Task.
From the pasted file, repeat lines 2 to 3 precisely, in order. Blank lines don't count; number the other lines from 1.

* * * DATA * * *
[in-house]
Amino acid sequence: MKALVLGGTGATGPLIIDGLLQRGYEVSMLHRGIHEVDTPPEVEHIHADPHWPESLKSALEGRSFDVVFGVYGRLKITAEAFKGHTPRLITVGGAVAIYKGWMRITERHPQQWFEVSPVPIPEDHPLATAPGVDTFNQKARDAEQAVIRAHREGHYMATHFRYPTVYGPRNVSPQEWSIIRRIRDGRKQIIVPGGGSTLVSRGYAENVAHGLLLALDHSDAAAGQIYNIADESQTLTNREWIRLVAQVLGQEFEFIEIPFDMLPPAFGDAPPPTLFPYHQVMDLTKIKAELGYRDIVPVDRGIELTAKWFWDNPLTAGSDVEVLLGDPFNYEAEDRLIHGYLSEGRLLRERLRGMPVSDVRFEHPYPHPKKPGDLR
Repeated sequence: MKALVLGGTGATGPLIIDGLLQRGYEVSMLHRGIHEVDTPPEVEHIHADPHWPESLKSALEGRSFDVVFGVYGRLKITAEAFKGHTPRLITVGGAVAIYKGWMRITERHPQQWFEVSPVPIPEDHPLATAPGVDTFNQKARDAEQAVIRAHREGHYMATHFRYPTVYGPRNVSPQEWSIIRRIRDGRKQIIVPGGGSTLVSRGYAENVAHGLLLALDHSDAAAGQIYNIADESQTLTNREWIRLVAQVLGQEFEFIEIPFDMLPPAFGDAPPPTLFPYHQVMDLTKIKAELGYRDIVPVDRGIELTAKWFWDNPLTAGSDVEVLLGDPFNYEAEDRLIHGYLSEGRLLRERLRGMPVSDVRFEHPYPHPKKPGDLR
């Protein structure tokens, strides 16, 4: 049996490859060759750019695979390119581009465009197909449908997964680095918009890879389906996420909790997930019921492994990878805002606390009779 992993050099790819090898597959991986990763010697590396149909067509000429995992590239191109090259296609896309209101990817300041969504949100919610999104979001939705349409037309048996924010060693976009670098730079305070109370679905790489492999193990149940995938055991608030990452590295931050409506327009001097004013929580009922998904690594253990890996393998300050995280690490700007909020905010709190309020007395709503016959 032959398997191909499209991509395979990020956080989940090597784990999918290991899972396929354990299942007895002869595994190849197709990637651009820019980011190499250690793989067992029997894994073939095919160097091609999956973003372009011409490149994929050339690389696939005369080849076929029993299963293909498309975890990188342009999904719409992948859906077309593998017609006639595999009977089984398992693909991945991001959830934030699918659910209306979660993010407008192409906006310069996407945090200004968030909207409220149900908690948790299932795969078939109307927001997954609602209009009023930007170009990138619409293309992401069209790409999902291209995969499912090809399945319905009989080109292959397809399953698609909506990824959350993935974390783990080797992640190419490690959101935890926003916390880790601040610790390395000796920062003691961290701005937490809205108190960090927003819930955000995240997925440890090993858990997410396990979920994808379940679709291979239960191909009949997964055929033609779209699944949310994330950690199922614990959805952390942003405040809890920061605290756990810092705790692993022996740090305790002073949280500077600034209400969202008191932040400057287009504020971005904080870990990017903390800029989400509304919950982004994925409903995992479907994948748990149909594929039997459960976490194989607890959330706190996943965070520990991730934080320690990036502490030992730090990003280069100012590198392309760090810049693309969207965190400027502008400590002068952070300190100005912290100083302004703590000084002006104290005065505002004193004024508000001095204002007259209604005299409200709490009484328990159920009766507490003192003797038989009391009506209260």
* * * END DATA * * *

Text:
Amino acid sequence: MKALVLGGTGATGPLIIDGLLQRGYEVSMLHRGIHEVDTPPEVEHIHADPHWPESLKSALEGRSFDVVFGVYGRLKITAEAFKGHTPRLITVGGAVAIYKGWMRITERHPQQWFEVSPVPIPEDHPLATAPGVDTFNQKARDAEQAVIRAHREGHYMATHFRYPTVYGPRNVSPQEWSIIRRIRDGRKQIIVPGGGSTLVSRGYAENVAHGLLLALDHSDAAAGQIYNIADESQTLTNREWIRLVAQVLGQEFEFIEIPFDMLPPAFGDAPPPTLFPYHQVMDLTKIKAELGYRDIVPVDRGIELTAKWFWDNPLTAGSDVEVLLGDPFNYEAEDRLIHGYLSEGRLLRERLRGMPVSDVRFEHPYPHPKKPGDLR
Repeated sequence: MKALVLGGTGATGPLIIDGLLQRGYEVSMLHRGIHEVDTPPEVEHIHADPHWPESLKSALEGRSFDVVFGVYGRLKITAEAFKGHTPRLITVGGAVAIYKGWMRITERHPQQWFEVSPVPIPEDHPLATAPGVDTFNQKARDAEQAVIRAHREGHYMATHFRYPTVYGPRNVSPQEWSIIRRIRDGRKQIIVPGGGSTLVSRGYAENVAHGLLLALDHSDAAAGQIYNIADESQTLTNREWIRLVAQVLGQEFEFIEIPFDMLPPAFGDAPPPTLFPYHQVMDLTKIKAELGYRDIVPVDRGIELTAKWFWDNPLTAGSDVEVLLGDPFNYEAEDRLIHGYLSEGRLLRERLRGMPVSDVRFEHPYPHPKKPGDLR